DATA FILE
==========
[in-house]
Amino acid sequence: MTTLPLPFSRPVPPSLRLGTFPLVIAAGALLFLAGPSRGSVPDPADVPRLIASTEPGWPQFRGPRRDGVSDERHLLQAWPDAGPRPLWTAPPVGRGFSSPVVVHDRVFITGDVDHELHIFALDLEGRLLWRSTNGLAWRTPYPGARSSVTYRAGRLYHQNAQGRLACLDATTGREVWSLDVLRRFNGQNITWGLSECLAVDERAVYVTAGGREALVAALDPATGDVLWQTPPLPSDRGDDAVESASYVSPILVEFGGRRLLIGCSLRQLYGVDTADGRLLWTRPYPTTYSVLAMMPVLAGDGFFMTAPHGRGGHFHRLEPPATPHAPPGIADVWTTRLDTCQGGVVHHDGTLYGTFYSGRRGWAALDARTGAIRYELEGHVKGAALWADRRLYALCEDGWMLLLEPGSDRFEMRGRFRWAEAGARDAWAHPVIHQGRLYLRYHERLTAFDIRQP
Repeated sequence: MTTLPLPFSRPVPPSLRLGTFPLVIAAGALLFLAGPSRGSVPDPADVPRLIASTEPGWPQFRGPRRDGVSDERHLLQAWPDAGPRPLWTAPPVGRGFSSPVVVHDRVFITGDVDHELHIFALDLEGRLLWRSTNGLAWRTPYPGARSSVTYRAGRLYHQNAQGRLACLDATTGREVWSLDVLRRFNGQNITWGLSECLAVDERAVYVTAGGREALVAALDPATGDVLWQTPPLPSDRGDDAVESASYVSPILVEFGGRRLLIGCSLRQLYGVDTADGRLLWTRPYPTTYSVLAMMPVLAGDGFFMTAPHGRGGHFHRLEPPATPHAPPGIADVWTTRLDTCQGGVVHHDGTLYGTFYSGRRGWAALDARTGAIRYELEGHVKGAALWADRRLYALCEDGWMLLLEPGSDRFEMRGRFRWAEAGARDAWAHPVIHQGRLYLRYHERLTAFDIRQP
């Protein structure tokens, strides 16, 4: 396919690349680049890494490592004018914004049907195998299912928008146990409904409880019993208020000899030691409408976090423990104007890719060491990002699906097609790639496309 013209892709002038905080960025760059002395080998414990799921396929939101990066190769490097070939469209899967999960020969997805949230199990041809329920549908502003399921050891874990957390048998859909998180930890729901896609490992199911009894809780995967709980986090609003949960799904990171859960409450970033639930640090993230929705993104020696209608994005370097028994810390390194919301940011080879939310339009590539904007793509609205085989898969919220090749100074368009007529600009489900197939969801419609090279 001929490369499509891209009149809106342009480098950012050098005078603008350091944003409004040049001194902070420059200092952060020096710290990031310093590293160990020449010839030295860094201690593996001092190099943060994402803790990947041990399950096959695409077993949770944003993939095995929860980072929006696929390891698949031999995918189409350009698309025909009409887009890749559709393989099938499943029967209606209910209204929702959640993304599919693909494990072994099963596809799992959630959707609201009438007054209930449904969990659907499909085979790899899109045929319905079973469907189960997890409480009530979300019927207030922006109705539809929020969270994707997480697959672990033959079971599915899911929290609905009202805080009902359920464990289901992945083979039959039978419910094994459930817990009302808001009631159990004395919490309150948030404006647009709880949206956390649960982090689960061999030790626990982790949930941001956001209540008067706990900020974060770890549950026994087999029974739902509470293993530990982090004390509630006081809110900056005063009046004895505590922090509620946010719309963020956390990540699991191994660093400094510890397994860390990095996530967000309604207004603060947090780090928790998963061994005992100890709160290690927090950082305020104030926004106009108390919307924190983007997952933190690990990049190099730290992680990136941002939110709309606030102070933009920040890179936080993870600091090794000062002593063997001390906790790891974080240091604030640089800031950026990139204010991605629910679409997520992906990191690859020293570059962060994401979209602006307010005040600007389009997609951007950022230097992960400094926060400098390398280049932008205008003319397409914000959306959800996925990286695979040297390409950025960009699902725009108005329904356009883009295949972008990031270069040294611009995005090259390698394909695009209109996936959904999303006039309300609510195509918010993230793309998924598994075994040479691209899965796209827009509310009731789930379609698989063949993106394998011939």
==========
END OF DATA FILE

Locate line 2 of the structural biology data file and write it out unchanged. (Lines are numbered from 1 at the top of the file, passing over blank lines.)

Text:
Amino acid sequence: MTTLPLPFSRPVPPSLRLGTFPLVIAAGALLFLAGPSRGSVPDPADVPRLIASTEPGWPQFRGPRRDGVSDERHLLQAWPDAGPRPLWTAPPVGRGFSSPVVVHDRVFITGDVDHELHIFALDLEGRLLWRSTNGLAWRTPYPGARSSVTYRAGRLYHQNAQGRLACLDATTGREVWSLDVLRRFNGQNITWGLSECLAVDERAVYVTAGGREALVAALDPATGDVLWQTPPLPSDRGDDAVESASYVSPILVEFGGRRLLIGCSLRQLYGVDTADGRLLWTRPYPTTYSVLAMMPVLAGDGFFMTAPHGRGGHFHRLEPPATPHAPPGIADVWTTRLDTCQGGVVHHDGTLYGTFYSGRRGWAALDARTGAIRYELEGHVKGAALWADRRLYALCEDGWMLLLEPGSDRFEMRGRFRWAEAGARDAWAHPVIHQGRLYLRYHERLTAFDIRQP